– when a kid is 15, 16, or 17, he has a lot of growing to do. Maybe Coach O’Bee has better intuition than most, and can tell which ones will grow (more than one meaning to the word grow) a lot more than others. Think Russell Wilson or Tom Gugliotta.

    Coach took mostly 2* and 3* players to 8-win, 9-win, and 10-win seasons at BC. If he can do that at BC, he can eventually do even a little better here.

    I trust him. I don’t know exactly how he figures these things out, but only Coach needs to know that.

  18. Wulfpack 08/18/2011 at 7:16 PM #

    A coach can only have so much control over a team. He must rely on the judgment of his assistant coaches and other team personnel. I believe TOB has earned the respect of the entire program, and that players, and coaches, know there will be harsh consequences if they put themselves ahead of the entire organization. I’m sure we break a petty NCAA rule here and there – everyone does. But nothing extreme. I don’t think the NCAA has half the man power to police all this stuff. Part of me believes they’d rather look away.

  19. Lunatic Fringe 08/18/2011 at 8:29 PM #

    If only Butch had thought of the sign-out sheet while at Miami…this would never have happened.

    For the record, you had better dust off your resume if Charles Robinson calls about your program. It is refreshing to see real investigative journalism again.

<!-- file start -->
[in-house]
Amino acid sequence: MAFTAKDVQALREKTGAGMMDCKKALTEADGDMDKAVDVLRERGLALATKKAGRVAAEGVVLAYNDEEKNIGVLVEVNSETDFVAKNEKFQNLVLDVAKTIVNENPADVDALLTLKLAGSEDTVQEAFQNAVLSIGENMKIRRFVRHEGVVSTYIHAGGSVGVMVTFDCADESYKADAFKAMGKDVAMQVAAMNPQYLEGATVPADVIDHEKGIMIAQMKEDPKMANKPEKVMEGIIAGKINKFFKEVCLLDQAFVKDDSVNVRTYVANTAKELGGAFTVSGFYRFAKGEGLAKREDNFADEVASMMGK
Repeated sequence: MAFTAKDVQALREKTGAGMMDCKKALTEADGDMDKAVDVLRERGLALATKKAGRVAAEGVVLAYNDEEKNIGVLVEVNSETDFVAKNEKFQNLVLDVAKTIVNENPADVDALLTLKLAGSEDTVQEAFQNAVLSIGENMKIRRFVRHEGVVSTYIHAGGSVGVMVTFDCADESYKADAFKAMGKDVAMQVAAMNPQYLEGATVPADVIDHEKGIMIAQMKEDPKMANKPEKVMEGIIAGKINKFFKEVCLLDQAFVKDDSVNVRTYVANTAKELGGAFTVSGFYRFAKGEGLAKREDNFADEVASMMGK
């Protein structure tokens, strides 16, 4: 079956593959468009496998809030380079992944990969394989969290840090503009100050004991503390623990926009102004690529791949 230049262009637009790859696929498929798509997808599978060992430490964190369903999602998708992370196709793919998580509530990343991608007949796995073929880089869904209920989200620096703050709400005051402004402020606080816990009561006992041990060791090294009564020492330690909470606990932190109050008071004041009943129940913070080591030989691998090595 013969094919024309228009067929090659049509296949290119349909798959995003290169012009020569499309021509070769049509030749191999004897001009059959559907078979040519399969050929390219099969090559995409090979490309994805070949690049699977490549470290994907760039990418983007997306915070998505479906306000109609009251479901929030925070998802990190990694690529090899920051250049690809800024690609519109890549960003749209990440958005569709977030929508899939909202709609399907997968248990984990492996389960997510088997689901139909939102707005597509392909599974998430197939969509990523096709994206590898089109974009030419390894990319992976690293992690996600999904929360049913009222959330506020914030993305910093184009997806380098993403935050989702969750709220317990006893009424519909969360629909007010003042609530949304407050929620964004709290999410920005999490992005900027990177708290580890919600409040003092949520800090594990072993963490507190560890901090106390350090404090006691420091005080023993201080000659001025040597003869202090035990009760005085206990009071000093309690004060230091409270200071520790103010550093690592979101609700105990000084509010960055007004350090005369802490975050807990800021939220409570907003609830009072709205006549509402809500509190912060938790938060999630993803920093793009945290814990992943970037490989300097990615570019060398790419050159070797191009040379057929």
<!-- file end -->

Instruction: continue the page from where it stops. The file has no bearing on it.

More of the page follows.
20. highstick 08/18/2011 at 9:59 PM #

    Question, how bad has TOB’s housecleaning hurt the APR? Just curious as it relates to the issue we have with the APR of the football team and post season bowl participation…

  21. timberwolf 08/18/2011 at 10:47 PM #

    Pack got a shout out on MSNBC tonight. Background for Wake Ed fiasco. Ok. Back to das kapital.

  22. Lumpy 08/19/2011 at 9:46 AM #

    I love how ESPN is acting all high and mighty about this. I remember seeing a documentary somewhere about “The U” that openly celebrated players not only taking cash, but robbing other students for drinking money. Where was that?

  23. Packfan28 08/19/2011 at 12:24 PM #

    I has an interesting discussion with a former player from a North Carolina D1 basketball program last night (it was not NC State) about the Miami situation. He said it happens 99.9% of the time. He went on to say he would occassionally get envelopes with cash left in his locker, and he willingly took the money.

    Hearing this particular individual say something like that was a real eye opener for me. i think I’ve been a little too naive about how widespread this may be.